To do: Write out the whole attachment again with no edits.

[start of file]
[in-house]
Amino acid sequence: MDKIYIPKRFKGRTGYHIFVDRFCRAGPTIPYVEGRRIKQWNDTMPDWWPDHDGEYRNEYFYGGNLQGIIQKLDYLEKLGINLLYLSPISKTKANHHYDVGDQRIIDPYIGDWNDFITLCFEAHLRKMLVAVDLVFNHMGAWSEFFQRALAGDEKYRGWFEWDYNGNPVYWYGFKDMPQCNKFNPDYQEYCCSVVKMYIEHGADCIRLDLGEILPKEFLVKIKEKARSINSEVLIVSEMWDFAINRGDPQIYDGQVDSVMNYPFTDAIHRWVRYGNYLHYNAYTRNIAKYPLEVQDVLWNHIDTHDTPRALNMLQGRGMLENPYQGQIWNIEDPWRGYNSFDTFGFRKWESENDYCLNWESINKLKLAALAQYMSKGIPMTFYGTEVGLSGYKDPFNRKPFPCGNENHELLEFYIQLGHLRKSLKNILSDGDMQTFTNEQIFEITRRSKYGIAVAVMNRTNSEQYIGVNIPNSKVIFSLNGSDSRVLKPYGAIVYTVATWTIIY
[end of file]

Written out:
[in-house]
Amino acid sequence: MDKIYIPKRFKGRTGYHIFVDRFCRAGPTIPYVEGRRIKQWNDTMPDWWPDHDGEYRNEYFYGGNLQGIIQKLDYLEKLGINLLYLSPISKTKANHHYDVGDQRIIDPYIGDWNDFITLCFEAHLRKMLVAVDLVFNHMGAWSEFFQRALAGDEKYRGWFEWDYNGNPVYWYGFKDMPQCNKFNPDYQEYCCSVVKMYIEHGADCIRLDLGEILPKEFLVKIKEKARSINSEVLIVSEMWDFAINRGDPQIYDGQVDSVMNYPFTDAIHRWVRYGNYLHYNAYTRNIAKYPLEVQDVLWNHIDTHDTPRALNMLQGRGMLENPYQGQIWNIEDPWRGYNSFDTFGFRKWESENDYCLNWESINKLKLAALAQYMSKGIPMTFYGTEVGLSGYKDPFNRKPFPCGNENHELLEFYIQLGHLRKSLKNILSDGDMQTFTNEQIFEITRRSKYGIAVAVMNRTNSEQYIGVNIPNSKVIFSLNGSDSRVLKPYGAIVYTVATWTIIY